The street named after Emperor Frederick I of Prussia, is one of the main streets of the city in which, despite the change imposed by time and history, the past continues to reverberate. In the past, the longest way in the German capital (3.5 km) was the street of the finest shops, the luxury hotels and buildings with beautiful facades.
In Friedrichstrasse there was also room for fun and artistic activities. Theatrical performances, variety, comedies entertained the audience of Berlin in the 20s and even today the presence of some of those theaters (Berliner Ensemble, Metropol -Theater) testifies to the street’s vocation for the show.
The tragedy of the war and the madness of the Wall
The end of World War II and the construction of the Berlin Wall marked the end of the beautiful street. The building of the Wall (1961) broke the road, turned then into the border point between the American and Soviet occupation zone. The Friedrichstrasse S-Bahn station became the last station before the border to West Berlin, going from east to west. Because of the painful divisions that were consumed here, the same was renamed Tränenpalast, or the Palace of Tears.
Beginning in September of '61, on Fredrichstrasse was established the Checkpoint Charlie, crossing border for members of the Allied armed forces, the theater on the day of October 27, 1961 the so-called "Panzerkonfrontation" (tanks’ confrontation) that held their breath pending worldwide. Today, to remember the former crossing point (besides the pantomime for tourists with a reconstructed cabin and people in military uniform), a panel with the historical path of the Wall and the installation of an artistic work composed of portraits of an American and a Soviet soldier who look into each other's territory. In the immediate vicinity it is the Haus am Checkpoint Charlie with a permanent exhibition on the history of the Wall.
After the fall of the Wall Friedrichstrasse has risen. The artery, focal point of Berlin's reconstruction, has returned to shine imposing itself as the most chic shopping streets.
Glittering with its exclusive and refined local boutiques, impressive in commercial and residential buildings, whimsical in the new post-reunification architecture, Friedrichstrasse is again the most exclusive street in Berlin. A walk along this avenue, crowded with tourists and bars, full of stylish shops and luxurious cafes, just to make that clear.
The Berlin artery is a true paradise for those who love to shop. There's something for everyone: high fashion enthusiasts, luxury and sophistication lovers. The Friedrichstadtpassagen complex is a three-block system, linked by a shopping arcade. Ideal places for shopping but also shining examples of post-reunification architectural revolution. The District 207, the glass tower block with rounded corners and the atrium that tapers downwards, is home to the headquarters of Berlin's Galeries Lafayette. The transparency of the building combined with the game of lights, creates a special mirror effect that gives the place a special charm, transforming shopping into an inspiring experience.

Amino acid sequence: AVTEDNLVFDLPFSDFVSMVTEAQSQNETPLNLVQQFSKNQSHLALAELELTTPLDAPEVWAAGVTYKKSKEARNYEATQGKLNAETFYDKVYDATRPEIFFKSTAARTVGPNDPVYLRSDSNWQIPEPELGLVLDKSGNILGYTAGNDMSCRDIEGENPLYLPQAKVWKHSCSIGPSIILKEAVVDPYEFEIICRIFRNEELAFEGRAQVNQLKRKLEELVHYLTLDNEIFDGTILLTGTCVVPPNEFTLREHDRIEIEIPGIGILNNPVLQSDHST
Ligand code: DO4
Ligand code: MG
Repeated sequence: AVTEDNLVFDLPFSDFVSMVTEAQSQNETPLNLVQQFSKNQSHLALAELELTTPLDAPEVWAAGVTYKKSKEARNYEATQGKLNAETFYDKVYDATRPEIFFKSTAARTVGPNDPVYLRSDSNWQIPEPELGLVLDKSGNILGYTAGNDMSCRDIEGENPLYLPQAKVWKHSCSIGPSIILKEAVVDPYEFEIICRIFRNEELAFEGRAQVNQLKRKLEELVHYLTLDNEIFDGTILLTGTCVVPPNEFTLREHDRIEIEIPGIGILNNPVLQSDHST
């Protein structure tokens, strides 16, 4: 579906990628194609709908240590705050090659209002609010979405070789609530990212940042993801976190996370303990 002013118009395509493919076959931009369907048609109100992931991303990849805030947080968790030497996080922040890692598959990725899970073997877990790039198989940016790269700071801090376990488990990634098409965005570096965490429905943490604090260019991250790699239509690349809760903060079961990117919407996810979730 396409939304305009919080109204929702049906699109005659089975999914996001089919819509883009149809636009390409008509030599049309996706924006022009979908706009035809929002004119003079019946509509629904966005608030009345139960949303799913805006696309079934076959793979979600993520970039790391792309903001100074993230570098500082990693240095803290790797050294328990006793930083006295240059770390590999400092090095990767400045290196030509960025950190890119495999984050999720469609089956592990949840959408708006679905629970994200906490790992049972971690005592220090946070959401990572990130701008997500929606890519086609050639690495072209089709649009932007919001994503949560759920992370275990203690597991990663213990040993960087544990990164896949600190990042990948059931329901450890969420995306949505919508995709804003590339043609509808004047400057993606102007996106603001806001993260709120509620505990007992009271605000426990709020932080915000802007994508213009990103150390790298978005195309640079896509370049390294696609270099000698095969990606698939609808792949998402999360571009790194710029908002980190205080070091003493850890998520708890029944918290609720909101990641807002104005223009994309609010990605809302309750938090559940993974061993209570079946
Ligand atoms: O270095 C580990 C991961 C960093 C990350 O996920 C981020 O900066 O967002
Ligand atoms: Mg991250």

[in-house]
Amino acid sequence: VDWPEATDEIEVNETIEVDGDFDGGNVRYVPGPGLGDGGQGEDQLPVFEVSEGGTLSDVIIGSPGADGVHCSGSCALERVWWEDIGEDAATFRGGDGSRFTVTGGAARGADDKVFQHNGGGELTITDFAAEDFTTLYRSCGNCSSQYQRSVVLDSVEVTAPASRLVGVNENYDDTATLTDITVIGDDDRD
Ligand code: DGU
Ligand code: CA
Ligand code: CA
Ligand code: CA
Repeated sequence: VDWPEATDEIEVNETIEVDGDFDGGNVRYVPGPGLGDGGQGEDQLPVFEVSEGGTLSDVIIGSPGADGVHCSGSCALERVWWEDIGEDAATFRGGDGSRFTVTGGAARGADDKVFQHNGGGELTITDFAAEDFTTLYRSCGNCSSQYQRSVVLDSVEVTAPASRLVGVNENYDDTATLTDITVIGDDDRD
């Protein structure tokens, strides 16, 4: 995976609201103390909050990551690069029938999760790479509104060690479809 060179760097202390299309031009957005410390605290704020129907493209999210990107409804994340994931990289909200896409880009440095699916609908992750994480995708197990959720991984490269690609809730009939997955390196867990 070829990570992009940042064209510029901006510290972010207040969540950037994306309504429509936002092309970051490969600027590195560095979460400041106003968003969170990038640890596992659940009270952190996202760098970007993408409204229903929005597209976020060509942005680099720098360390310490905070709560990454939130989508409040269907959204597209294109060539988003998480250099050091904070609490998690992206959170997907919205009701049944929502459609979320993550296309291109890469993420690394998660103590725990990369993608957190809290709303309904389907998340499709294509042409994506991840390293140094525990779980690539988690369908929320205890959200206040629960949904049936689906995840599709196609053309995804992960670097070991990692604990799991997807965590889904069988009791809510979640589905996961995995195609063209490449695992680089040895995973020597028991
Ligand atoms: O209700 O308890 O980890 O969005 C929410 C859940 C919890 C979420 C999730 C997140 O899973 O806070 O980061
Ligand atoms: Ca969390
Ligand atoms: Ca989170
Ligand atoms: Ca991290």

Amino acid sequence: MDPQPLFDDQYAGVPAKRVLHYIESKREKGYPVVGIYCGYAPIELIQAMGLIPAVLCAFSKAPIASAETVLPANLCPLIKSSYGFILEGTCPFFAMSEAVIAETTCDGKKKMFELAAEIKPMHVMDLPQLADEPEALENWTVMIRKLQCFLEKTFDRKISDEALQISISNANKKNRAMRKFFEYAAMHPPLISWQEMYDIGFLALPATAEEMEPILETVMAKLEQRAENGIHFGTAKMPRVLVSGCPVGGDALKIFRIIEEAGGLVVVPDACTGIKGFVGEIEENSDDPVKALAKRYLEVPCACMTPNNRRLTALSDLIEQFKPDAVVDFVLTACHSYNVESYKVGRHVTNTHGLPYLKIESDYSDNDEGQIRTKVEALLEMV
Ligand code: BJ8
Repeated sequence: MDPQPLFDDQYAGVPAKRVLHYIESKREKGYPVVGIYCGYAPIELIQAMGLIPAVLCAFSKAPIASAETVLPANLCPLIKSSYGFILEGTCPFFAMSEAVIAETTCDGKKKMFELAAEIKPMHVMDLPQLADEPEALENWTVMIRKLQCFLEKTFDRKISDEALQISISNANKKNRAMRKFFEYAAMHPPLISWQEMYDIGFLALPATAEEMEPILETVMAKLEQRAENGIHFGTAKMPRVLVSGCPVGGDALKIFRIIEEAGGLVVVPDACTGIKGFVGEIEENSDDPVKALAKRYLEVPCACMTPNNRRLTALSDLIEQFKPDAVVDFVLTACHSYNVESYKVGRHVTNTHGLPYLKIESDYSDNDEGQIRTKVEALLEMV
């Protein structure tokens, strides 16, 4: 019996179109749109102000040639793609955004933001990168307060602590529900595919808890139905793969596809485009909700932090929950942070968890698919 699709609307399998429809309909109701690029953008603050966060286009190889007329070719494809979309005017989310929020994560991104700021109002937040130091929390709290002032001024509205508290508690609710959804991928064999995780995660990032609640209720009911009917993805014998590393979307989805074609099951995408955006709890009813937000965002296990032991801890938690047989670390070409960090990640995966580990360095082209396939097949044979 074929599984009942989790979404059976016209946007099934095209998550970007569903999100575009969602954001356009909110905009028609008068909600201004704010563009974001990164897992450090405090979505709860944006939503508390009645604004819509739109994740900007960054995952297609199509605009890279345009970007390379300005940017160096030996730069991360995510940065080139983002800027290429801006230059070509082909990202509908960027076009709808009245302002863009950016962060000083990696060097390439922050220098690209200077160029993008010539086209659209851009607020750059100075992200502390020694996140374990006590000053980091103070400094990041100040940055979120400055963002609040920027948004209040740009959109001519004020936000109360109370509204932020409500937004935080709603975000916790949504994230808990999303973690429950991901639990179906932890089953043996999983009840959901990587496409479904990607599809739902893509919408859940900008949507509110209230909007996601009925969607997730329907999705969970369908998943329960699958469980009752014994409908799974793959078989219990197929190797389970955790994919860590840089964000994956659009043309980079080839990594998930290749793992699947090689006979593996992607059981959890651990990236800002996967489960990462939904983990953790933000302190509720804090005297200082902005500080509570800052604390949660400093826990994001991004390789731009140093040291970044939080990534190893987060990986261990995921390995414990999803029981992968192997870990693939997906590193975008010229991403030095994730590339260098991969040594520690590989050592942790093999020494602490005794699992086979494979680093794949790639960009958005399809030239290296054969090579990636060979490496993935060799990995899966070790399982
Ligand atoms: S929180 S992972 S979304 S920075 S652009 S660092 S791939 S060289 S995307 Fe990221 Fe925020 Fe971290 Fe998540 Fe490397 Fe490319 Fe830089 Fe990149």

Elegant and extravagant, with a touch of Art Deco style, is the District 206 with its designer boutiques (Gucci, Yves Saint Laurent, Moschino, Bottega Veneta). More sober, however, the District 205, a geometric and monolithic mass but not without charm.
Opening hours: open air
How to reach: Metro Französische Straße (U6)
Born in Riccione, a seaside town on the Italian coast of the Adriatic Sea. Of Italian father and a Russian mother, I always define myself a crossroads of cultures, in fact I never identified with a nationality, considering myself a real world citizen.
From the early years of life I've traveled, living periods of time abroad, experiences that have further increased my openness towards the new and the different, and the ability to think outside the box.
I'm graduated Expert for Tourism, and continued hmy studies with a Masters Degree in Economics and Management. During and after the studies, I had a multitude of different jobs, mostly oriented towards tourism (my true passion, together with art and opera). Since 2008 I lives in Milan, working in the finance department of an Italian multinational company.
My passion for culture, led me to found in 2013, Kitabu, a publishing house specializing in the publication of books in electronic format, with which in 2015 I launched various projects regarding web-based magazines about different cultural and leisure themes, on of wich is TravelTv.
Despite the many commitments, however, I've never stopped traveling extensively the world, trying in every place to identify myself with the local population.